Beta software for the next major version of Windows, expected to be called Windows 9, may be available as a public download as early as September. Photo: Mashable
If you upgraded to Windows 8 or 8.1 and want out, there may soon be an alternative to simply downgrading to Windows 7. Microsoft is reportedly going to offer pre-release versions of the next major Windows upgrade, currently codenamed "Threshold," as a public download in the fall of 2014.
ZDNet's Mary Jo Foley reports Microsoft is planning to release the software in late September or early October. Although there's no official name yet for the release, it's widely expected to be called Windows 9.
To be clear, this will be beta software — probably buggy and lacking all the planned features — not the general release what everyone expects to be called Windows 9. Although Microsoft hasn't said anything about when Windows 9 will go on sale, the report mirrors others that point to early 2015 as the general timeframe.
Before then, though, users will be able to get Windows 9 from a public beta site, the report says. This isn't unusual for Windows: Microsoft offered "preview" builds for both Windows 7 and Windows 8 before their release. Although the software was ostensibly for developers, anyone interested could download and install it.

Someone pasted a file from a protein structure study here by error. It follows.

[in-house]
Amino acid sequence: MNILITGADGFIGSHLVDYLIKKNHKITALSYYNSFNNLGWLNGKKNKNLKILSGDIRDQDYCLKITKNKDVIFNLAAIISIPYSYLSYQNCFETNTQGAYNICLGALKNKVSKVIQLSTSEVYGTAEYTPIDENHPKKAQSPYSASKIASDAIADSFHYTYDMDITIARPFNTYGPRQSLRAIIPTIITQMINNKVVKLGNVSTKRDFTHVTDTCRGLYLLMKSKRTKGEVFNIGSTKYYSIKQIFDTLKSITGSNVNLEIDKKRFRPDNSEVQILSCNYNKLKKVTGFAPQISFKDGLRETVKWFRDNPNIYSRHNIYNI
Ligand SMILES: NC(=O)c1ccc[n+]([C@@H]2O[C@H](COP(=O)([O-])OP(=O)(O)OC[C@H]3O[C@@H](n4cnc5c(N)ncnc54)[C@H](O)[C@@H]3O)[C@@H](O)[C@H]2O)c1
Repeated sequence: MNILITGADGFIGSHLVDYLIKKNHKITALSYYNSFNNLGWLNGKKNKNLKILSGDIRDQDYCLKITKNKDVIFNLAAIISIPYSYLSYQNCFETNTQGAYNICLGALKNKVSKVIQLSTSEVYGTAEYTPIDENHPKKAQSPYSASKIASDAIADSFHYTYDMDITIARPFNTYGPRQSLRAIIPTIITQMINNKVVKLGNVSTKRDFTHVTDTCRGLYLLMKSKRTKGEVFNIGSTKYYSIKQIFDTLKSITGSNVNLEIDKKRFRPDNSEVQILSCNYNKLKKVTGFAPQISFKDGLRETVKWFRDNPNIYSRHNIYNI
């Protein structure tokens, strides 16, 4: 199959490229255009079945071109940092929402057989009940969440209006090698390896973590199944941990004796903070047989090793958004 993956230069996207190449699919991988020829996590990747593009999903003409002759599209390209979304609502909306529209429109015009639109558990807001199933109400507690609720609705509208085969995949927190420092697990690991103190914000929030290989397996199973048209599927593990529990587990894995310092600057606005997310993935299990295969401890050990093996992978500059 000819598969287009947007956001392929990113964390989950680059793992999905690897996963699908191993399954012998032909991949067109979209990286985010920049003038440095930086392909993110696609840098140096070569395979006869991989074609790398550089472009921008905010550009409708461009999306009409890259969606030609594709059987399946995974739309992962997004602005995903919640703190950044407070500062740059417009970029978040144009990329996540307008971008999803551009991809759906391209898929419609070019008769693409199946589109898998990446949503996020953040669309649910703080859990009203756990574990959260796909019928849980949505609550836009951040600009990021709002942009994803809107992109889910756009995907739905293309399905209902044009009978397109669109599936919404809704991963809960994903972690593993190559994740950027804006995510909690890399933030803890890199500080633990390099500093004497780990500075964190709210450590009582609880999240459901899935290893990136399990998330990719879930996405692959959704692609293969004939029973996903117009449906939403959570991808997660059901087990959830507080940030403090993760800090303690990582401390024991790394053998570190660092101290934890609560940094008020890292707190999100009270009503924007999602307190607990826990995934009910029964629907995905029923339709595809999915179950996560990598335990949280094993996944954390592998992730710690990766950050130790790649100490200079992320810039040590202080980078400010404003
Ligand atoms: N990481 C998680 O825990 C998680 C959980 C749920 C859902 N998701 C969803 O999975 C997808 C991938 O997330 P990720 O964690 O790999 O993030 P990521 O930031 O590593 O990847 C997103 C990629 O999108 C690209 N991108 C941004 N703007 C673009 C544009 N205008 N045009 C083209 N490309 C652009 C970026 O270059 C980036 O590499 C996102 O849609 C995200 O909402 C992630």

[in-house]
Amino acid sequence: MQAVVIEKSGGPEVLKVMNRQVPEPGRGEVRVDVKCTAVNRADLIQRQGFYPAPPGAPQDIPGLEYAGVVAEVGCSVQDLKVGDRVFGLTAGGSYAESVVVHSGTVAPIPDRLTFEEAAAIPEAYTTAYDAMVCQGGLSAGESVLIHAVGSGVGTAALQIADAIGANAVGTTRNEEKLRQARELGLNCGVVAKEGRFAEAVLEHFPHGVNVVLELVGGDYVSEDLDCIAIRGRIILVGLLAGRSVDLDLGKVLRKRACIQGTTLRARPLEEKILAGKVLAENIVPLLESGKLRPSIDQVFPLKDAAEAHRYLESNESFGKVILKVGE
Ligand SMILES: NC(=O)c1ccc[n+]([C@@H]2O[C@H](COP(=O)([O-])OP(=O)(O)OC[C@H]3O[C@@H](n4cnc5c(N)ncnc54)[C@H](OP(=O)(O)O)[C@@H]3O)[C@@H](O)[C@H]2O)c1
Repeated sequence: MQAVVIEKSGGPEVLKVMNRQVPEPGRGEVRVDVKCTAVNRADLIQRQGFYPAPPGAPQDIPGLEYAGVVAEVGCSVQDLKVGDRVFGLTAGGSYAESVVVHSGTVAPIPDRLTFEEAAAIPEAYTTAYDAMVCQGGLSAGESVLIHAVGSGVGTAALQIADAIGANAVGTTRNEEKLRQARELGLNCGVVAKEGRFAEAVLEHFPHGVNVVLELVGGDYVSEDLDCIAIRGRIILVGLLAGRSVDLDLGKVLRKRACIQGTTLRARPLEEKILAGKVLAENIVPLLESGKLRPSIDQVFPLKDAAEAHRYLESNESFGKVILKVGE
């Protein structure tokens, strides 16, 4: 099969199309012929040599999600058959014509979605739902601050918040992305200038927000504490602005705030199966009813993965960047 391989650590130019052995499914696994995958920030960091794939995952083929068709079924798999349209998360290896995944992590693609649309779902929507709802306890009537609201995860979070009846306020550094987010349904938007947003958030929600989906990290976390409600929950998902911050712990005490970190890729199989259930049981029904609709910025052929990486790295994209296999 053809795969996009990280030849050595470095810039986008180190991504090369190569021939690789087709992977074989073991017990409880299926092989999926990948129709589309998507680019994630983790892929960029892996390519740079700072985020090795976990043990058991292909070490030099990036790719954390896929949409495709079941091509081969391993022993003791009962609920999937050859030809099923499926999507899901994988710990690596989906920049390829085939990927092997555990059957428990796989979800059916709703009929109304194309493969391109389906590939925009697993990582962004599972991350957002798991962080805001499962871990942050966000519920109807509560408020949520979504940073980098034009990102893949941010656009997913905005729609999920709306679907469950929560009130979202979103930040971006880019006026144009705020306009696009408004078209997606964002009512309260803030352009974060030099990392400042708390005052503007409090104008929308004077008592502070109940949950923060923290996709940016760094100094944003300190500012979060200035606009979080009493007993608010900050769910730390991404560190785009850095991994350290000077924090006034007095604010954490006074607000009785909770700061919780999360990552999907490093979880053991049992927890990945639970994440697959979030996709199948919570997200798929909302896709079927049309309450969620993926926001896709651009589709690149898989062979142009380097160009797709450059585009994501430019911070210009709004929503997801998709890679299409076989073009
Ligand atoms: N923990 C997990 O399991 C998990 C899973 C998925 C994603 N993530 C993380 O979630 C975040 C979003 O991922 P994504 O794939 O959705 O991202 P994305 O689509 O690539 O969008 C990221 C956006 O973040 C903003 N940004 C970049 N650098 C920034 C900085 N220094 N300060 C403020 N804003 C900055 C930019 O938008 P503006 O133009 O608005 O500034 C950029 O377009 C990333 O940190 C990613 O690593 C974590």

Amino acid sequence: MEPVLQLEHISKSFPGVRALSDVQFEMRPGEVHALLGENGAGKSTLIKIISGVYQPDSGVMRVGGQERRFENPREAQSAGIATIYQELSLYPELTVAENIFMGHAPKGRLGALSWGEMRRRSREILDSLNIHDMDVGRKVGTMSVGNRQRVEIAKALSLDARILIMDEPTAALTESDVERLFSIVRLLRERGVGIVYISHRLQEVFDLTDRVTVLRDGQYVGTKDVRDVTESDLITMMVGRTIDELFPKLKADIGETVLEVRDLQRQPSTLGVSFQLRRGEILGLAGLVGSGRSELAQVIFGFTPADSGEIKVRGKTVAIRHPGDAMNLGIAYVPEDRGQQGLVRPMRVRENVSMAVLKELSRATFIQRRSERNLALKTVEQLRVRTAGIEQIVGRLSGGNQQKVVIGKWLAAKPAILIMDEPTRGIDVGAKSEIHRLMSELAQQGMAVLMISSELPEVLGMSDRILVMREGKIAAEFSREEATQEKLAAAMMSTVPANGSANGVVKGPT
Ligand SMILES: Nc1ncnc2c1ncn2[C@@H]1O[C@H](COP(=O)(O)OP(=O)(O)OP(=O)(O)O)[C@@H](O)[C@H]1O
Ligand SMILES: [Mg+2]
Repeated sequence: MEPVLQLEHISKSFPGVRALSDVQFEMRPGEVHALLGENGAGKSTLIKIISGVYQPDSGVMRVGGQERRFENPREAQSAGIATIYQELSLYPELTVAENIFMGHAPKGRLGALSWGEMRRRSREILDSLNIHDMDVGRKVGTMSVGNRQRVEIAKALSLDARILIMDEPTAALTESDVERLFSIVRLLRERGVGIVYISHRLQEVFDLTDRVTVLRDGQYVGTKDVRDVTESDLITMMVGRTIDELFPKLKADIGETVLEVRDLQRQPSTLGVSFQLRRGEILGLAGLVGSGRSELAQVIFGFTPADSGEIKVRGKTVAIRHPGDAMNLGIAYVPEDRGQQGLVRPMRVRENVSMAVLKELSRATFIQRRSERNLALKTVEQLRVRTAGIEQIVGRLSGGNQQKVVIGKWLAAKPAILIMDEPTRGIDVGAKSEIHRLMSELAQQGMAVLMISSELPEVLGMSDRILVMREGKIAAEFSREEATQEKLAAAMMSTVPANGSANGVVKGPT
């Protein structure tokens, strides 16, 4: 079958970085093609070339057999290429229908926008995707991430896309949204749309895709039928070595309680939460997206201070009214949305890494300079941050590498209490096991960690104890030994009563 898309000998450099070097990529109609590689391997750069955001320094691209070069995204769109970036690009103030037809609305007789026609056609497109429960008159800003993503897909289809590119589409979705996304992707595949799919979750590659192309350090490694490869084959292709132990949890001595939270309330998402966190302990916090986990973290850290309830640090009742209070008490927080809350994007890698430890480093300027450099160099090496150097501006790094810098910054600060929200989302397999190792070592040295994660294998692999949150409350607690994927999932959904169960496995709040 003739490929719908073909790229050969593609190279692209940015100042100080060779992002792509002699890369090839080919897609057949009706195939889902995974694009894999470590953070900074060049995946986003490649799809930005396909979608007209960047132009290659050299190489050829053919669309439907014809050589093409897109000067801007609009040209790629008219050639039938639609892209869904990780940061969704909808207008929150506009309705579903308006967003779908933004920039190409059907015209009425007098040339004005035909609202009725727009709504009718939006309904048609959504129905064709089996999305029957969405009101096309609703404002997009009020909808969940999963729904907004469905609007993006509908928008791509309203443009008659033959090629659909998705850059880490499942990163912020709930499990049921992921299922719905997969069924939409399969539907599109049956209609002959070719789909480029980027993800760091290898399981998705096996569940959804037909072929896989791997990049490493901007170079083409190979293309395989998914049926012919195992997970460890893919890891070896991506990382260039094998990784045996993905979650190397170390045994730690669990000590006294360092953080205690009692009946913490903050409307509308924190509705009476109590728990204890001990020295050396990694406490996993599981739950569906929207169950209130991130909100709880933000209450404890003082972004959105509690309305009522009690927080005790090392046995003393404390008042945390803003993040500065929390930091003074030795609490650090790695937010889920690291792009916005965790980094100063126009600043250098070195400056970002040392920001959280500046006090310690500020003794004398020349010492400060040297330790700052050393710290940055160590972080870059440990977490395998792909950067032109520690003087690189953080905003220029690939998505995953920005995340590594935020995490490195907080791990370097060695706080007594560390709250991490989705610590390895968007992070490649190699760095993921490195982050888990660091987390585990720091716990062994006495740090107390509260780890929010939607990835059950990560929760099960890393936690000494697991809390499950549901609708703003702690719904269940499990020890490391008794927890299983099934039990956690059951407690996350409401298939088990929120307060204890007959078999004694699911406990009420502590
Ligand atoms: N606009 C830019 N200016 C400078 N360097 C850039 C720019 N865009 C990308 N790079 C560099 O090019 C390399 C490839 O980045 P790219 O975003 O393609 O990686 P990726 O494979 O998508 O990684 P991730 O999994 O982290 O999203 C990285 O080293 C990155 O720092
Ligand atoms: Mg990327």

The report suggests there will be a more streamlined public download process for Windows 9, however. Those who choose to install it will need to agree to automatic monthly updates, making it similar Apple's public beta program for OS X Yosemite, whose download/upgrade process is separate from what's already in place for developers. For previous Windows cycles, the beta software progressed from developer, consumer and release previews, but there was no distinction in what was offered to developers and members of the public.
Microsoft previewed some of the features of Windows 9 "Threshold" at its annual Build developers conference in 2014. For starters, it's bringing back the Start Menu — whose absence is a big criticism of Windows 8/8.1. It'll also let users run Window Store apps (AKA Modern apps) within individual windows on the Desktop.
Other rumoured changes include the elimination of the Charms menu that peeks in from the right side of the screen in Windows 8.1 as well as possible integration of Cortana, the digital assistant in Windows Phone.
Representatives for Microsoft didn't immediately respond to a request for comment.
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